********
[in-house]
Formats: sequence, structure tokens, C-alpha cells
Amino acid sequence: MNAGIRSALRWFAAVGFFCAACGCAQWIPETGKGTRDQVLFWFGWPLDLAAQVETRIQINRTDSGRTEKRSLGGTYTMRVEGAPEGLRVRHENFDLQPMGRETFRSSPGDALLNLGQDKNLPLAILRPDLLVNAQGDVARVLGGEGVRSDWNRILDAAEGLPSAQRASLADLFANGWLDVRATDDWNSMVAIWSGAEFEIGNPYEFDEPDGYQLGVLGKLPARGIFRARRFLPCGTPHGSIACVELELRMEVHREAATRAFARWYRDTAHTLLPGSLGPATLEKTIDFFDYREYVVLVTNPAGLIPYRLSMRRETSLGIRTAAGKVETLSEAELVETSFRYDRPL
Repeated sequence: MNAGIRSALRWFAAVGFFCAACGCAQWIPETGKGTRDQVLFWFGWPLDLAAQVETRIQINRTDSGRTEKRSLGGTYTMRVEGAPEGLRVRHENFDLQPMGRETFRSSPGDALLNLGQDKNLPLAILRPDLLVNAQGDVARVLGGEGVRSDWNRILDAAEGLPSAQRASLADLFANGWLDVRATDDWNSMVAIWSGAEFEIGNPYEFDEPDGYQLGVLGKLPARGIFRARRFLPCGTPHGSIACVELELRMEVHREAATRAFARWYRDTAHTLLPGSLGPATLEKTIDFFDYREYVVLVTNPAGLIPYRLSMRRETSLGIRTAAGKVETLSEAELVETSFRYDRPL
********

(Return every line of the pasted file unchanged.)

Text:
[in-house]
Formats: sequence, structure tokens, C-alpha cells
Amino acid sequence: MNAGIRSALRWFAAVGFFCAACGCAQWIPETGKGTRDQVLFWFGWPLDLAAQVETRIQINRTDSGRTEKRSLGGTYTMRVEGAPEGLRVRHENFDLQPMGRETFRSSPGDALLNLGQDKNLPLAILRPDLLVNAQGDVARVLGGEGVRSDWNRILDAAEGLPSAQRASLADLFANGWLDVRATDDWNSMVAIWSGAEFEIGNPYEFDEPDGYQLGVLGKLPARGIFRARRFLPCGTPHGSIACVELELRMEVHREAATRAFARWYRDTAHTLLPGSLGPATLEKTIDFFDYREYVVLVTNPAGLIPYRLSMRRETSLGIRTAAGKVETLSEAELVETSFRYDRPL
Repeated sequence: MNAGIRSALRWFAAVGFFCAACGCAQWIPETGKGTRDQVLFWFGWPLDLAAQVETRIQINRTDSGRTEKRSLGGTYTMRVEGAPEGLRVRHENFDLQPMGRETFRSSPGDALLNLGQDKNLPLAILRPDLLVNAQGDVARVLGGEGVRSDWNRILDAAEGLPSAQRASLADLFANGWLDVRATDDWNSMVAIWSGAEFEIGNPYEFDEPDGYQLGVLGKLPARGIFRARRFLPCGTPHGSIACVELELRMEVHREAATRAFARWYRDTAHTLLPGSLGPATLEKTIDFFDYREYVVLVTNPAGLIPYRLSMRRETSLGIRTAAGKVETLSEAELVETSFRYDRPL